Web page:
3:00 PM  Invited
Sustainability and Applicability of Light Metals Producing Processes: Subodh Das1; Adam Gesing2; 1Phinix,LLC; 2Gesing Consultants Inc.
    The demand of light metals such as aluminum, magnesium, titanium and lithium is raising rapidly – thanks to higher application in transportation and electronic industries. However,decades and even century old processes to produce them may have changed in scale and efficiency but not in raw materials and basic principles employed. With the advent of global sustainability trends where public demands and consumers are willing to pay for lower carbon foot print products, we need to focus on low cost, energy and environmental impact scrap -based processes and products. This presentation will make a global case supporting these ideas and suggest a path forward to “create our own future”.

3:30 PM Break

3:50 PM  
The Influence of Water Vapour on the Fuming Rate in a Ferromanganese System: Sarel Gates1; Gabriella Tranell2; Gerrit Kornelius1; Ida Kero3; 1University of Pretoria; 2Norwegian University of Science and Technology (NTNU); 3SINTEF Materials and Chemistry
    During the casting of ferromanganese alloys, a considerable amount of dark fumes are generated when the Mn vapour oxidise in the atmosphere. Previous studies indicate that these fumes can be reduced by increasing the humidity above the melt. However, the reduction mechanism is not fully understood. In an attempt to understand the reduction mechanism, the influence of a humidity change on the fuming rate was studied. Laboratory scale experiments were conducted where an impinging jet blew air with a varying humidity onto the melt where dust was captured to determine relative mass fluxes. When the wet air experiments’ fume fluxes were compared to the dry air experiment, it was found that the increase in humidity resulted in a significant reduction (between 33% and 79%), confirming industrial observations. Dust composition from the experiments as well as dust reduction mechanisms are presented and discussed.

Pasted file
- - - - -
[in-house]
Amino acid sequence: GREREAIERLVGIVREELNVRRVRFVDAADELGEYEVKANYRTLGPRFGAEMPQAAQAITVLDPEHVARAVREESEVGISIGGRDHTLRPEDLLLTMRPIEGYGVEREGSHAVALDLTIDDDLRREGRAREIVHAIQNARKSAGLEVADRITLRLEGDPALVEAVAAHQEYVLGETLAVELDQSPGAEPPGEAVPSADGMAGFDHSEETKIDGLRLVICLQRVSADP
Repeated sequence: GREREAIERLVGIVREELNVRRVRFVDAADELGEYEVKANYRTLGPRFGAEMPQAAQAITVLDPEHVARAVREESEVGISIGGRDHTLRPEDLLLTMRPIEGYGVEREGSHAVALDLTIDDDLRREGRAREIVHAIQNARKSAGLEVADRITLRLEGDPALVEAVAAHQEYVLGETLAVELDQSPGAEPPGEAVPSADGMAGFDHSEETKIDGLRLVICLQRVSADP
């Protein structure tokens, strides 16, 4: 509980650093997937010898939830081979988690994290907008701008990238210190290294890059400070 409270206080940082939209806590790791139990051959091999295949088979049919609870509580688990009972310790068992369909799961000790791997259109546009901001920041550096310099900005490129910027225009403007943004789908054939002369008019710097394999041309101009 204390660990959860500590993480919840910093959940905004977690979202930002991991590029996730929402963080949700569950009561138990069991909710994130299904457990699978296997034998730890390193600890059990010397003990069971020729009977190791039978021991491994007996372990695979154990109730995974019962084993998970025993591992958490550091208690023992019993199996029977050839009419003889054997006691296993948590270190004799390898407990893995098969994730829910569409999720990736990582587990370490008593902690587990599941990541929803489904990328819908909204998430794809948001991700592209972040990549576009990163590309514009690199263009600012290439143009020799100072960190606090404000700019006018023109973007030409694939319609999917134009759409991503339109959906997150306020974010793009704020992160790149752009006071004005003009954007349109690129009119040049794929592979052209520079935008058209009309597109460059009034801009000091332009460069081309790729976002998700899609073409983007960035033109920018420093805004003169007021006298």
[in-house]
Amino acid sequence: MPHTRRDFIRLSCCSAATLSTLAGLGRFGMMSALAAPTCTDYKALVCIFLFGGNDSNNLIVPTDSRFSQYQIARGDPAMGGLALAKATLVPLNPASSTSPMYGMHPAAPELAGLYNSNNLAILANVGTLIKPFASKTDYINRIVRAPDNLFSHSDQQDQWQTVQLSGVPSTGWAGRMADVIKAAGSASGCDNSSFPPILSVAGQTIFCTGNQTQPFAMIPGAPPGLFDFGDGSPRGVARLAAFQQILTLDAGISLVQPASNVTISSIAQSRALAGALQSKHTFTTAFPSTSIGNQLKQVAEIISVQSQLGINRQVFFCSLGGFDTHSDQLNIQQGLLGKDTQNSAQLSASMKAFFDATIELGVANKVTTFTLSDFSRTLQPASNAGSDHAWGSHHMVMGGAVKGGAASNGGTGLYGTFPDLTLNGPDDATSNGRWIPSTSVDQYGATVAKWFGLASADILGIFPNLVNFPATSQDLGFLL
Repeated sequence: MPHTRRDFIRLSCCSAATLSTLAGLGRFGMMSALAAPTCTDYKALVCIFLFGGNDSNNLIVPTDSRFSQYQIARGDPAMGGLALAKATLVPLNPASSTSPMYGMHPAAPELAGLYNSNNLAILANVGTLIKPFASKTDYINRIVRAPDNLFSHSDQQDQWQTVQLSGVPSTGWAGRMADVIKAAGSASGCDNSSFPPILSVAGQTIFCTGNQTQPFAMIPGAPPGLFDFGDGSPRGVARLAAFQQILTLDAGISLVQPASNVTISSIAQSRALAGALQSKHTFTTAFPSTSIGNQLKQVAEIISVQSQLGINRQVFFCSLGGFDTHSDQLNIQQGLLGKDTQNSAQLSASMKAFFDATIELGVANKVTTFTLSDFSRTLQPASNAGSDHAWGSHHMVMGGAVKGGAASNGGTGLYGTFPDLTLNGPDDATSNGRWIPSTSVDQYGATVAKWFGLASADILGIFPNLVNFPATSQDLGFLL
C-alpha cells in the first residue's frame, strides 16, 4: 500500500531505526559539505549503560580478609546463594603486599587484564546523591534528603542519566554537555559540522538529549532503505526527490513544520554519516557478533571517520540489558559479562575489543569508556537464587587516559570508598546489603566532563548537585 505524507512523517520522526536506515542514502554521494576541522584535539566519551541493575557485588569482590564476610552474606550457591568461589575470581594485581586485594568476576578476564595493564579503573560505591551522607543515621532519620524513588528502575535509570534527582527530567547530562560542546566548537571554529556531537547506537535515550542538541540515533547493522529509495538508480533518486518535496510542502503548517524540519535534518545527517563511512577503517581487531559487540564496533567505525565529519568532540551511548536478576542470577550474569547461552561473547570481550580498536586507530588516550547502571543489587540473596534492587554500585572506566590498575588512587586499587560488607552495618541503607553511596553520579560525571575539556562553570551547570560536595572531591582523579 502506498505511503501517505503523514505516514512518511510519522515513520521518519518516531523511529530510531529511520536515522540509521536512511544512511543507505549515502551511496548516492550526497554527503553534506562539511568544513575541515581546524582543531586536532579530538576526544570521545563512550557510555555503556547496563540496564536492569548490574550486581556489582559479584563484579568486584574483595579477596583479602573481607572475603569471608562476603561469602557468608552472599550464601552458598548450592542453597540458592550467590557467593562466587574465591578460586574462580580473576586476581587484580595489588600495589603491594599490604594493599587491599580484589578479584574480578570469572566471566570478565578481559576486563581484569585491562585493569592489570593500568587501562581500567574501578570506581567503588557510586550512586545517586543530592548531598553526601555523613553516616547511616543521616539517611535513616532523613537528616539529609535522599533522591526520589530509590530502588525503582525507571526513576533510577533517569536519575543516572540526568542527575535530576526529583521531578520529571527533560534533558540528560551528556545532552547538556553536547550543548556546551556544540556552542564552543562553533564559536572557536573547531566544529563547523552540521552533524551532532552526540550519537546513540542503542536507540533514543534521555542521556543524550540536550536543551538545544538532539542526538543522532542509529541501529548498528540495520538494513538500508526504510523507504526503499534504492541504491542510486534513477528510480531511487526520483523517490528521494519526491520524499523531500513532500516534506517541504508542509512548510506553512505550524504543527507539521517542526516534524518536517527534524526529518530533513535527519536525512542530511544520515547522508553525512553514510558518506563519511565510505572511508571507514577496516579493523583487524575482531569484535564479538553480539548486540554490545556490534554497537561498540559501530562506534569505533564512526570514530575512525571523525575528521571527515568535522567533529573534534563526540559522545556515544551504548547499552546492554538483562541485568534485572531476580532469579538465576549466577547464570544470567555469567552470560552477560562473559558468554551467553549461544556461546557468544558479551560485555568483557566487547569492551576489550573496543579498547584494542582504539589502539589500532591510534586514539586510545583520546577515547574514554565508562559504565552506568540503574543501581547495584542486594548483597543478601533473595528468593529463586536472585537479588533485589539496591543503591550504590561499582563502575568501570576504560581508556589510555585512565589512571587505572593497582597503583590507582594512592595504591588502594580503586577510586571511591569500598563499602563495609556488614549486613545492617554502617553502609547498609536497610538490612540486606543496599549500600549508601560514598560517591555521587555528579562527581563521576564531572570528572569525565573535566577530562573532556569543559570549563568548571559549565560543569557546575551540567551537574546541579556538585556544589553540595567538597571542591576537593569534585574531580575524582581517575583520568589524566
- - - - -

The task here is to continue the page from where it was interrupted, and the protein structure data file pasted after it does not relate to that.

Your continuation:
4:10 PM  
Fluoropolymer Coated Condensing Heat Exchangers for Low-grade Waste Heat Recovery: Youliang He1; Afsaneh Edrisy2; Robert Triebe3; Mehdi Mehdi4; 1Natural Resources Canada; 2University of Windsor; 3Thermal Energy International Inc. ; 4University of Windsor/Canmet Materials
    Low-grade waste heat from industrial processes usually has temperatures lower than ~232°C, and thus has low thermal and economic value. However, it is abundant and its total work potential is huge. To effectively recover low-temperature waste heat, the exhaust streams usually need to be cooled to temperatures below the dew points to recover both the sensible and latent heats, which causes severe corrosion problems in the heat exchangers. In this research, a fluoropolymer-based composite coating was applied to heat exchangers made of common metals (e.g. stainless steel, aluminum, carbon steel, etc.) to protect the surfaces contacting the waste streams. Corrosion tests were conducted in 80% sulphuric acid at 85°C for more than 1500 hours and no corrosion was detected. The composite material has much higher thermal conductivity than virgin fluoropolymer, and can be continuously utilized at temperatures up to ~260°C. It also shows excellent adhesion strength to the substrate.

4:30 PM  
Study on Treatment of Chromium Slag by Metallurgical Sintering Process: Qingcai Liu1; Fei Meng1; Lijun Jiang1; Ming Kong1; Shan Ren1; Guang Hu1; Qi Zhao1; 1Chongqing University
    The metallurgical sintering method was employed to process chromium slag (CS) which contains a significant fraction of a leachable Cr(VI). And CS was added into the sinter mixtures with mass fraction of 2%, 4%, 8%, and 10%. The effects of CS on physical strength, metallurgical properties of sinter, and Cr(VI) concentration in sinter were studied. The results showed that the shattering index, tumble index both tend to first increased and then decreased with increasing addition of CS. The physical strength of sinter reached the best when the addition ratio of chromium slag was 2%. With the addition of CS increased from 0% to 10%, the reducibility index of sinter increased from 78.36% to 82.26%, whereas the low temperature reduction degradation index (RDI+3.15mm) decreased from 64.89% to 58.35%. The Cr(VI) concentration in sinters increased from 9.76 to 21.61 μg•g-1, and much lower than Cr(VI) concentration in initial chromium slag (1600 μg•g-1).